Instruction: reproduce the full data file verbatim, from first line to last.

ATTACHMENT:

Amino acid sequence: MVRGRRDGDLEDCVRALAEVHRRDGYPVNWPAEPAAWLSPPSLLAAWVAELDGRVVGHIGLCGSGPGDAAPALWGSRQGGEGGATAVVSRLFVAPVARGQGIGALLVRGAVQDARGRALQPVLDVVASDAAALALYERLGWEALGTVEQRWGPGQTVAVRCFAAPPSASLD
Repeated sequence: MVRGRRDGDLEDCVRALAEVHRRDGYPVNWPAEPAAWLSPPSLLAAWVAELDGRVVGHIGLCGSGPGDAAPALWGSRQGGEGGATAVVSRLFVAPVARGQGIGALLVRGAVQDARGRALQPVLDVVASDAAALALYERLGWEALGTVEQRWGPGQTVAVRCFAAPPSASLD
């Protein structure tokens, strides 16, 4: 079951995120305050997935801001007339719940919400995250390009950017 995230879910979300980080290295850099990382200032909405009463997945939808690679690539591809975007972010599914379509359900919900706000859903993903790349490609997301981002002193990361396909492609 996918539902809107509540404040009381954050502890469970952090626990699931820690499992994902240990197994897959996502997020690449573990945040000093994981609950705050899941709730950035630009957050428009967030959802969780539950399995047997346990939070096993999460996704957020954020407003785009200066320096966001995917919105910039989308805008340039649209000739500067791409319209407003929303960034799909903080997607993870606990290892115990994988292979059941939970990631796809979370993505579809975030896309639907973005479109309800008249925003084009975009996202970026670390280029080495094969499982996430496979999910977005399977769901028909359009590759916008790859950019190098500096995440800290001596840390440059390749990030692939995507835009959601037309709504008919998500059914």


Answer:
Amino acid sequence: MVRGRRDGDLEDCVRALAEVHRRDGYPVNWPAEPAAWLSPPSLLAAWVAELDGRVVGHIGLCGSGPGDAAPALWGSRQGGEGGATAVVSRLFVAPVARGQGIGALLVRGAVQDARGRALQPVLDVVASDAAALALYERLGWEALGTVEQRWGPGQTVAVRCFAAPPSASLD
Repeated sequence: MVRGRRDGDLEDCVRALAEVHRRDGYPVNWPAEPAAWLSPPSLLAAWVAELDGRVVGHIGLCGSGPGDAAPALWGSRQGGEGGATAVVSRLFVAPVARGQGIGALLVRGAVQDARGRALQPVLDVVASDAAALALYERLGWEALGTVEQRWGPGQTVAVRCFAAPPSASLD
């Protein structure tokens, strides 16, 4: 079951995120305050997935801001007339719940919400995250390009950017 995230879910979300980080290295850099990382200032909405009463997945939808690679690539591809975007972010599914379509359900919900706000859903993903790349490609997301981002002193990361396909492609 996918539902809107509540404040009381954050502890469970952090626990699931820690499992994902240990197994897959996502997020690449573990945040000093994981609950705050899941709730950035630009957050428009967030959802969780539950399995047997346990939070096993999460996704957020954020407003785009200066320096966001995917919105910039989308805008340039649209000739500067791409319209407003929303960034799909903080997607993870606990290892115990994988292979059941939970990631796809979370993505579809975030896309639907973005479109309800008249925003084009975009996202970026670390280029080495094969499982996430496979999910977005399977769901028909359009590759916008790859950019190098500096995440800290001596840390440059390749990030692939995507835009959601037309709504008919998500059914």